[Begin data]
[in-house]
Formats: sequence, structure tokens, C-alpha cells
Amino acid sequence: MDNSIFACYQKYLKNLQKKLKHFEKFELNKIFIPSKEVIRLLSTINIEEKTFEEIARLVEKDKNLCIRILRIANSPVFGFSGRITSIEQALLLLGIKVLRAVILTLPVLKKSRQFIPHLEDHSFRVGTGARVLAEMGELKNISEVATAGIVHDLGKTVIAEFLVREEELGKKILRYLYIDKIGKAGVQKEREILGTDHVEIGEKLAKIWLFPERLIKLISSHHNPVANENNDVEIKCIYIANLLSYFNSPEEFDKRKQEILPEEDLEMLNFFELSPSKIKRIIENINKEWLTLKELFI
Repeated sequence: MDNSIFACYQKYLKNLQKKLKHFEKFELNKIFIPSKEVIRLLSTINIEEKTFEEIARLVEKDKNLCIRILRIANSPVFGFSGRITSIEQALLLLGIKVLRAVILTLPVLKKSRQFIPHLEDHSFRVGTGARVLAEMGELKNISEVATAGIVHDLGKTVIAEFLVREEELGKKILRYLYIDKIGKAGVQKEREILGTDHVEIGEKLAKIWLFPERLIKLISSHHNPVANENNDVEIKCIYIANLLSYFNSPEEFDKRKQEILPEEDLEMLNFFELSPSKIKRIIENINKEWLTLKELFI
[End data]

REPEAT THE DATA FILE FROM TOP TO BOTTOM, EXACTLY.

[in-house]
Formats: sequence, structure tokens, C-alpha cells
Amino acid sequence: MDNSIFACYQKYLKNLQKKLKHFEKFELNKIFIPSKEVIRLLSTINIEEKTFEEIARLVEKDKNLCIRILRIANSPVFGFSGRITSIEQALLLLGIKVLRAVILTLPVLKKSRQFIPHLEDHSFRVGTGARVLAEMGELKNISEVATAGIVHDLGKTVIAEFLVREEELGKKILRYLYIDKIGKAGVQKEREILGTDHVEIGEKLAKIWLFPERLIKLISSHHNPVANENNDVEIKCIYIANLLSYFNSPEEFDKRKQEILPEEDLEMLNFFELSPSKIKRIIENINKEWLTLKELFI
Repeated sequence: MDNSIFACYQKYLKNLQKKLKHFEKFELNKIFIPSKEVIRLLSTINIEEKTFEEIARLVEKDKNLCIRILRIANSPVFGFSGRITSIEQALLLLGIKVLRAVILTLPVLKKSRQFIPHLEDHSFRVGTGARVLAEMGELKNISEVATAGIVHDLGKTVIAEFLVREEELGKKILRYLYIDKIGKAGVQKEREILGTDHVEIGEKLAKIWLFPERLIKLISSHHNPVANENNDVEIKCIYIANLLSYFNSPEEFDKRKQEILPEEDLEMLNFFELSPSKIKRIIENINKEWLTLKELFI